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House Panel Probing Kyrgyz Deals, Possible FCPA Violations
Posted By Christopher M. Matthews On July 22, 2010 @ 1:21 pm In Central Asia | No Comments
A House panel investigating corruption allegations involving fuel contracts at the major U.S. air base in Kyrgyzstan appears to have finally obtained the cooperation of two companies at the center of the probe, Jeff Stein reported  in his SpyTalk column Wednesday.
After weeks of negotiations, the two companies, Red Star Enterprises and Mina Corp. Ltd, have promised to cooperate with the probe, which is said to be examining why the companies have not been investigated under the Foreign Corrupt Practices Act, Stein’s story said.
The companies were awarded sole-source, classified, $1.4 billion contracts from the U.S. Department of Defense to supply fuel to Manas Air Base in 2002. After the corruption -lagued Kyrgyz regime was violently forced from office earlier this year — the second such regime change in five years — the House Oversight Subcommittee on National Security and Foreign Affairs, chaired by Rep. John Tierney (D-Mass.), began a probe of the contracts in April.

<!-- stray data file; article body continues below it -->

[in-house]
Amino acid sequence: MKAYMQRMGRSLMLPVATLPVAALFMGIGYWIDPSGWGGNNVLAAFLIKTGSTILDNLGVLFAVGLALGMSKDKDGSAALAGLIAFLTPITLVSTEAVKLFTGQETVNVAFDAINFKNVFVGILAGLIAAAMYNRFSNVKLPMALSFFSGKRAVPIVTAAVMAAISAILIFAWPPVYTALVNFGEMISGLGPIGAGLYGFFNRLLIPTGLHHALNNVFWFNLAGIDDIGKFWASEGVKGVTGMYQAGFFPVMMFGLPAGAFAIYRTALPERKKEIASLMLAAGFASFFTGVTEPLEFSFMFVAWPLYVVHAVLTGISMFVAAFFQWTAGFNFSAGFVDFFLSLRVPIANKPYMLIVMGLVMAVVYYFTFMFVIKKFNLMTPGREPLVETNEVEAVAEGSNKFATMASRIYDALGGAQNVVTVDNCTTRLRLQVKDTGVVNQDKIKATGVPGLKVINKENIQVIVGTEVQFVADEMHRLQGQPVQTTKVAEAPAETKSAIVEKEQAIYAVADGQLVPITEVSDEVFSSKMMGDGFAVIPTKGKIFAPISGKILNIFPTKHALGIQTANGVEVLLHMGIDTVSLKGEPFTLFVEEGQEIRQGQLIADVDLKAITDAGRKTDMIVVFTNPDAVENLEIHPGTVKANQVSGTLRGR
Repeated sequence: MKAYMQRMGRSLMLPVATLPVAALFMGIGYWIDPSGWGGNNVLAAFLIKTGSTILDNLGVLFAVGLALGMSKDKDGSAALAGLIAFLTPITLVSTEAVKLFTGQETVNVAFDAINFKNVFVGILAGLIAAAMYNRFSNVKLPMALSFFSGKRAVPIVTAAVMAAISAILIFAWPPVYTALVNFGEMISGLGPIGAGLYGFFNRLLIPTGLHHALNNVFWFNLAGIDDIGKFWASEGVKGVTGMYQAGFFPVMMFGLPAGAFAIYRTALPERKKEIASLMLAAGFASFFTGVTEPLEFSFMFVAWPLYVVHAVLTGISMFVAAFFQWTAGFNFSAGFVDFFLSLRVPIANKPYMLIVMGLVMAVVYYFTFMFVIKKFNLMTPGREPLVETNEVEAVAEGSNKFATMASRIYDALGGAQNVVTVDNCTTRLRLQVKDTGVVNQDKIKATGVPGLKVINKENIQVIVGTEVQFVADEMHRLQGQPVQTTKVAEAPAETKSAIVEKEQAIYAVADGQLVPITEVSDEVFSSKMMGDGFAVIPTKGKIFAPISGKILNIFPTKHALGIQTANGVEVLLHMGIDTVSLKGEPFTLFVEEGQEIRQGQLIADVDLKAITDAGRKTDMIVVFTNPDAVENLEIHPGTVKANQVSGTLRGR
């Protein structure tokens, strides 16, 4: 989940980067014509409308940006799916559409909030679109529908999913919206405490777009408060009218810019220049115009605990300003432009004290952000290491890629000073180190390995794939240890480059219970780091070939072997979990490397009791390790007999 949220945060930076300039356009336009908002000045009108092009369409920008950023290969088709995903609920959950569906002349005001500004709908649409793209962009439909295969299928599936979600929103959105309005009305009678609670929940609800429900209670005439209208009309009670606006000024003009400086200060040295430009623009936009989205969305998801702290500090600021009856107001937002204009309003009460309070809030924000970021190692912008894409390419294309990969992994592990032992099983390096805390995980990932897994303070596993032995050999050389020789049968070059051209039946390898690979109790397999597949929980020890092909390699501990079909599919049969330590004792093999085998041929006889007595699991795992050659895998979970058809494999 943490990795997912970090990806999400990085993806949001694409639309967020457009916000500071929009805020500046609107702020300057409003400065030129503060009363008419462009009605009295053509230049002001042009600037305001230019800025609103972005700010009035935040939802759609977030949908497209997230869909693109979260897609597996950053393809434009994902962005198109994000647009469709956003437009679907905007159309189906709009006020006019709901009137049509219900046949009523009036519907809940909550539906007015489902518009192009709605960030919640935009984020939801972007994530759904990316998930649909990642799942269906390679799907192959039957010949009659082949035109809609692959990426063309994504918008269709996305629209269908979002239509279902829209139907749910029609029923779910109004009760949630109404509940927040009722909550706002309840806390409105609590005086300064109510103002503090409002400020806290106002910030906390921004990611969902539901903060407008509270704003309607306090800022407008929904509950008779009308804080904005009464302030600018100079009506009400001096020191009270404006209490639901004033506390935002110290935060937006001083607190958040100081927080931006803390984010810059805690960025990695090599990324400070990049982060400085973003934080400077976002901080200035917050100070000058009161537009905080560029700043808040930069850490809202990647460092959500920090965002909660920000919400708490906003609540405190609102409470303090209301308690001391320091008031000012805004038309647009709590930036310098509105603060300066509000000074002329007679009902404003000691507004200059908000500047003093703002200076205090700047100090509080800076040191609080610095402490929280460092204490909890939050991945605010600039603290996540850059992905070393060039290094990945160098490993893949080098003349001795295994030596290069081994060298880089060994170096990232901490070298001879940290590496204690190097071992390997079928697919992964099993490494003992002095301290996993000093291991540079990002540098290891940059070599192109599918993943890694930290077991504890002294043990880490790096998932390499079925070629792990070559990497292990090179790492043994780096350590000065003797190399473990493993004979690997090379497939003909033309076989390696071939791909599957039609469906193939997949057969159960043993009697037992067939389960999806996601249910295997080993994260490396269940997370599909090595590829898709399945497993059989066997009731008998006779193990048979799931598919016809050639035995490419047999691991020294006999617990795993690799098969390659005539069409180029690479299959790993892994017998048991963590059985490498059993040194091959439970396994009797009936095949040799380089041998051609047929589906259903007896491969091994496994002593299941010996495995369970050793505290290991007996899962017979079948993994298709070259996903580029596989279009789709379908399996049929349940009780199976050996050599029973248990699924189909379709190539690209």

“Two overthrows of the government there have been linked to corrupt dealings at Manas Air Base,” Tierney said last month. “That’s what we’re looking into.”
The investigation centers on Douglas Edelman, a Californian who has operated in Moscow and Central Asia, and Erkin Bekbolotov, a Kyrgyz national, who are partners in Red Star and Mina Corp. Reports have suggested that kickbacks were paid to ruling officials in Kyrgyzstan in connection with the contracts, the story said. Chuck Squires, a former U.S. Army attaché at the American embassy in Bishkek, Kyrgyzstan, who manages company operations at Manas, is also a person of interest.
According to the article, the committee is examining whether Defense Department officials were aware of, or tacitly approved of, alleged illicit payments to the Kyrgyz ruling families, which were backed by the U.S. government.
The companies have been served with subpoenas and investigators are “asking questions about what the department knew about arrangements between the company and the first family and whether the department approved of the arrangements,” the story said.
In response to the subpoenas, the companies, which are extraordinarily secretive, have begun to provide documents and individuals for deposition. The Defense Department closed its bidding window this week on a new supply contract to Manas, which is a critically important staging area for the war in Afghanistan.
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